There has been much written on various blogs lately about Anglican Patrimony and what it really is and various arguments have been put forward in answer to that question. To my mind, Anglican Patrimony comes down to one essential question: what makes an Anglican distinctive. In my younger days we used to hold the view that one of the qualities of the church was that it managed to hold in tension three distinct churchmanship’s: Catholic, Central, and Evangelical. Whilst we might not agree we were all held together in this fellowship of the Church of England. We served under a Diocesan Bishop with whom we might disagree, whom we might not even like, but who we respected because he held together the Diocese in that bond of fellowship. That all disappeared when the ordination of women was implemented and Anglo-Catholics found themselves out of Communion with their Diocesan because he ordained women. They then came under the jurisdiction of Alternative Episcopal care. Barriers were erected and Catholics made to feel out on a limb by those who accepted the innovation. Sniping became a regular practice at things like Deanery Chapter and Deanery Synod from some clergy and people who would not, or who could not, accept us.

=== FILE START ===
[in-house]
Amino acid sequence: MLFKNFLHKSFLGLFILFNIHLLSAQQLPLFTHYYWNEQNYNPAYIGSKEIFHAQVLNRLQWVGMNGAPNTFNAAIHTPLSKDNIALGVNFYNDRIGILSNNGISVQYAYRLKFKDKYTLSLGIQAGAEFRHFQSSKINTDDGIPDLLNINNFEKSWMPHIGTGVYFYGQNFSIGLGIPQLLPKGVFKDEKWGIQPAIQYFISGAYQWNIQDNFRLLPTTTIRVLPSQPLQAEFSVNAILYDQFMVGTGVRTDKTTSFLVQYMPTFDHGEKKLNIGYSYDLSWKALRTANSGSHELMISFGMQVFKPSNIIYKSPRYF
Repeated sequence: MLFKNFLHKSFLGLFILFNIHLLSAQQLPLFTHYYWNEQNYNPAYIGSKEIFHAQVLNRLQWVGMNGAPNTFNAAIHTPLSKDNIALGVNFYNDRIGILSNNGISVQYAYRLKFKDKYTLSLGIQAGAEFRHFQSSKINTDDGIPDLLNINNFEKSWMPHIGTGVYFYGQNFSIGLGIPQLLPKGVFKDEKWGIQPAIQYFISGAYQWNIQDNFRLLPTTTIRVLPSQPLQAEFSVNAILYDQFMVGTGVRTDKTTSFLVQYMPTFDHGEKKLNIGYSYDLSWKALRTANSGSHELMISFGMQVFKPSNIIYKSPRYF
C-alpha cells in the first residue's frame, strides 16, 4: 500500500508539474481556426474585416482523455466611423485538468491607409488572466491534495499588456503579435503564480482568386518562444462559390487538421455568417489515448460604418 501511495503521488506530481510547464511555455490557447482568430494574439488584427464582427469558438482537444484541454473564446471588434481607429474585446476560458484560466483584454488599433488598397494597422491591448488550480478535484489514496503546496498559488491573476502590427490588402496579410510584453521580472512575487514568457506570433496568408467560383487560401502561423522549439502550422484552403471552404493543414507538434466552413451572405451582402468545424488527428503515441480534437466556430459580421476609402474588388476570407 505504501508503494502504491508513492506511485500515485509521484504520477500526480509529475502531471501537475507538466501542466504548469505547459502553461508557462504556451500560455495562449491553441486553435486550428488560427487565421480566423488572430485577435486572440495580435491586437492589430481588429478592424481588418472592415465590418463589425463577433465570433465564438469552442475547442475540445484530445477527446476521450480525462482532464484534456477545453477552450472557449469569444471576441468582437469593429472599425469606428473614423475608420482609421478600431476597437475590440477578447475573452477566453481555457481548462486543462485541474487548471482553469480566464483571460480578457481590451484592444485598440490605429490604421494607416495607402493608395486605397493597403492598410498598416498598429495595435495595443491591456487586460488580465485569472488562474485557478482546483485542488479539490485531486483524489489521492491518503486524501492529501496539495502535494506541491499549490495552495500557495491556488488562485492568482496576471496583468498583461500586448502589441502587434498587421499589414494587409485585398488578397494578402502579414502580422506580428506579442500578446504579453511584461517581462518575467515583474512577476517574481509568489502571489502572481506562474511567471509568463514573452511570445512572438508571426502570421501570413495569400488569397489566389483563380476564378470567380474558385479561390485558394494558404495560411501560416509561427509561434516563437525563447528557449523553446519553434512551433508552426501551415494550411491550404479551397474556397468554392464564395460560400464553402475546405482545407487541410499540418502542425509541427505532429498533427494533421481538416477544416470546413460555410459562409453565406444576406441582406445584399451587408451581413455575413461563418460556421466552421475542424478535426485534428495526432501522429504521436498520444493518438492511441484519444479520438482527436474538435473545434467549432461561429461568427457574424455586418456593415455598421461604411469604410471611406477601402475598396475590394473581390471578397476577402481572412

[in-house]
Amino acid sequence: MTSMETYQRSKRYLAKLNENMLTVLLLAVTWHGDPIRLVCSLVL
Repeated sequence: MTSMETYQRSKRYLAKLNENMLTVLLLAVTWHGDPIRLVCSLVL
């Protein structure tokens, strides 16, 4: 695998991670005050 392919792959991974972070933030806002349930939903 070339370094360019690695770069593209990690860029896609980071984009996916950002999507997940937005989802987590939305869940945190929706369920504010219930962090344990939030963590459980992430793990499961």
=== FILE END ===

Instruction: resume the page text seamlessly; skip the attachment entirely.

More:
The distinctive nature of a CofE Parish means that everybody who lives in it has the right, by law established, to the service of the parochial clergy in such things as weddings and funerals and pastoral care regardless of their religious affiliation. I see this as part of the Patrimony which I guess with the Ordinariate may no longer be the case. Although taking weddings for non-believers, for example, can be enormously frustrating, they can provide an opportunity for evangelism.
Some argue that the Book of Common Prayer is part of the patrimony and I would have to agree with them. Prayer Book Evensong, sung well, is a delight. But although I have celebrated the Holy Communion according to the Prayer Book I find it quite deficient and much prefer the Roman Rite (or even Common Worship with Roman additions). Some advocate a return to the English Missal as being the authentic Mass of the Anglo-Catholic, and whilst I have used it occasionally I would not want to use it all the time.
Perhaps another part of Anglican Patrimony could be the willingness to take non-Eucharistic services from time to time such as the Christingle and the Nine Lessons and Carols. Both of these bring many people into church who would not otherwise come and provide another opportunity for teaching and evangelism.